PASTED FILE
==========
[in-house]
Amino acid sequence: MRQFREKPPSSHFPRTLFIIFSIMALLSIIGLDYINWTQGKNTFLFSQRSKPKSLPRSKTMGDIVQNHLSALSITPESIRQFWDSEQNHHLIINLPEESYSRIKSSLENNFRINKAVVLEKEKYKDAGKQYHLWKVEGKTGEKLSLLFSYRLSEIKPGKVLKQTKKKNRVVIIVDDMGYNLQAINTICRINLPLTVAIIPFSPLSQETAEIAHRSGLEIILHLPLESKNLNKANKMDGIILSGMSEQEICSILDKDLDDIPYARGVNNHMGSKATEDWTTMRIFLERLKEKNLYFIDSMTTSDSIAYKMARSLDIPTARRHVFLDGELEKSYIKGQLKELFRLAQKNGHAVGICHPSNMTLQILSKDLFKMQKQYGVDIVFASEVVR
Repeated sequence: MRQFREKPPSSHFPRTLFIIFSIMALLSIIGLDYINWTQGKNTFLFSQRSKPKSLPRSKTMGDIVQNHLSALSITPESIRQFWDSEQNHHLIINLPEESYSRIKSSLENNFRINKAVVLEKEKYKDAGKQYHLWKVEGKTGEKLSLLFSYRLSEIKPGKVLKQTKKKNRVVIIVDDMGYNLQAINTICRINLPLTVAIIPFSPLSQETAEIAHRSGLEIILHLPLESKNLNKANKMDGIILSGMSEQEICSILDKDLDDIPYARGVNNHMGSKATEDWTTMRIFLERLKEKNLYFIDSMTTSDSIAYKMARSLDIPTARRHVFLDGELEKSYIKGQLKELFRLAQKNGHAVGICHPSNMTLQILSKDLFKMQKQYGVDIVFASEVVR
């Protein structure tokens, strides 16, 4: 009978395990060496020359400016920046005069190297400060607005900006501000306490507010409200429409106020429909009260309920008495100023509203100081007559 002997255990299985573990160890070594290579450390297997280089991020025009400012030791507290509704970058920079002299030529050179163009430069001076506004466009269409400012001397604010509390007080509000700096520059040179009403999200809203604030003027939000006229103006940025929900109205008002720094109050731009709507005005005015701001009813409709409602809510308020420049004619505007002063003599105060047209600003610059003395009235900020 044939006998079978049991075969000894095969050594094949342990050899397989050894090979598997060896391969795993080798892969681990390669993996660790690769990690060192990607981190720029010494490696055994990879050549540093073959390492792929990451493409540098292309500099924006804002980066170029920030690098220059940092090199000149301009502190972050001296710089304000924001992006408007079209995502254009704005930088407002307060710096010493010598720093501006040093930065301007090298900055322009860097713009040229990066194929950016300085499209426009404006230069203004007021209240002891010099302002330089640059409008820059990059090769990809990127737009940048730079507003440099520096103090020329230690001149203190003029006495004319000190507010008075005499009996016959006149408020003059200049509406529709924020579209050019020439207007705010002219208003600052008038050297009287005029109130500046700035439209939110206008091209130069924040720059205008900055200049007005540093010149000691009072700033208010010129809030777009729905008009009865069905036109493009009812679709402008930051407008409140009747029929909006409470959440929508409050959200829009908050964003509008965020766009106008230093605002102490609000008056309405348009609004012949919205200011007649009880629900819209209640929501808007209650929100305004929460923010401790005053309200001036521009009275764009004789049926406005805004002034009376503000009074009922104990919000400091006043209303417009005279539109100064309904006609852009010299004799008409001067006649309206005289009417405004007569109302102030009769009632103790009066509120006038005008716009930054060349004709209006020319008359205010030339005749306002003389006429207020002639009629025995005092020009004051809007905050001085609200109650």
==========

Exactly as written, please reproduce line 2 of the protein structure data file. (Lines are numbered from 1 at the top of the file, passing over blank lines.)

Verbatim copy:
Amino acid sequence: MRQFREKPPSSHFPRTLFIIFSIMALLSIIGLDYINWTQGKNTFLFSQRSKPKSLPRSKTMGDIVQNHLSALSITPESIRQFWDSEQNHHLIINLPEESYSRIKSSLENNFRINKAVVLEKEKYKDAGKQYHLWKVEGKTGEKLSLLFSYRLSEIKPGKVLKQTKKKNRVVIIVDDMGYNLQAINTICRINLPLTVAIIPFSPLSQETAEIAHRSGLEIILHLPLESKNLNKANKMDGIILSGMSEQEICSILDKDLDDIPYARGVNNHMGSKATEDWTTMRIFLERLKEKNLYFIDSMTTSDSIAYKMARSLDIPTARRHVFLDGELEKSYIKGQLKELFRLAQKNGHAVGICHPSNMTLQILSKDLFKMQKQYGVDIVFASEVVR